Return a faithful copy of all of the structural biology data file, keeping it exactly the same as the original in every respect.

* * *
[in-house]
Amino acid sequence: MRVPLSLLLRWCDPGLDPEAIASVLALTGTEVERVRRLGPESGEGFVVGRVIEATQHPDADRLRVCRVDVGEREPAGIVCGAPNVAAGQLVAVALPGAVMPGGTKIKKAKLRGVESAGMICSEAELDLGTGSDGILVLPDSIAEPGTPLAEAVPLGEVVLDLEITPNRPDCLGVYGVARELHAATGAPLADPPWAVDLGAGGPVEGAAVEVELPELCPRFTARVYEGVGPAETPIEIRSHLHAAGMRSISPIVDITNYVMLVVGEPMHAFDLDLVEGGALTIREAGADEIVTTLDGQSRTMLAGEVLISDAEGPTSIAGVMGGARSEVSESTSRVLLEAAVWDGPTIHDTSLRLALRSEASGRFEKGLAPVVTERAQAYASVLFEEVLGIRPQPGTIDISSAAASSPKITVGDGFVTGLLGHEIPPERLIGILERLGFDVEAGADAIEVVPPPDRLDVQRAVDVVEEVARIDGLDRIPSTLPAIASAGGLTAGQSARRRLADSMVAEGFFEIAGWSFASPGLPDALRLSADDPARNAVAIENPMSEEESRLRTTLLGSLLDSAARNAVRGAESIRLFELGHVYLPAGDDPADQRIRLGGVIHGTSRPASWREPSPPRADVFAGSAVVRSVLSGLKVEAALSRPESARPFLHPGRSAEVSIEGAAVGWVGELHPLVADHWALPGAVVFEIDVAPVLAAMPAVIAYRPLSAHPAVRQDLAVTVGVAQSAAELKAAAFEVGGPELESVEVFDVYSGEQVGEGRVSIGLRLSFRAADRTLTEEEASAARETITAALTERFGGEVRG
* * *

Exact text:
[in-house]
Amino acid sequence: MRVPLSLLLRWCDPGLDPEAIASVLALTGTEVERVRRLGPESGEGFVVGRVIEATQHPDADRLRVCRVDVGEREPAGIVCGAPNVAAGQLVAVALPGAVMPGGTKIKKAKLRGVESAGMICSEAELDLGTGSDGILVLPDSIAEPGTPLAEAVPLGEVVLDLEITPNRPDCLGVYGVARELHAATGAPLADPPWAVDLGAGGPVEGAAVEVELPELCPRFTARVYEGVGPAETPIEIRSHLHAAGMRSISPIVDITNYVMLVVGEPMHAFDLDLVEGGALTIREAGADEIVTTLDGQSRTMLAGEVLISDAEGPTSIAGVMGGARSEVSESTSRVLLEAAVWDGPTIHDTSLRLALRSEASGRFEKGLAPVVTERAQAYASVLFEEVLGIRPQPGTIDISSAAASSPKITVGDGFVTGLLGHEIPPERLIGILERLGFDVEAGADAIEVVPPPDRLDVQRAVDVVEEVARIDGLDRIPSTLPAIASAGGLTAGQSARRRLADSMVAEGFFEIAGWSFASPGLPDALRLSADDPARNAVAIENPMSEEESRLRTTLLGSLLDSAARNAVRGAESIRLFELGHVYLPAGDDPADQRIRLGGVIHGTSRPASWREPSPPRADVFAGSAVVRSVLSGLKVEAALSRPESARPFLHPGRSAEVSIEGAAVGWVGELHPLVADHWALPGAVVFEIDVAPVLAAMPAVIAYRPLSAHPAVRQDLAVTVGVAQSAAELKAAAFEVGGPELESVEVFDVYSGEQVGEGRVSIGLRLSFRAADRTLTEEEASAARETITAALTERFGGEVRG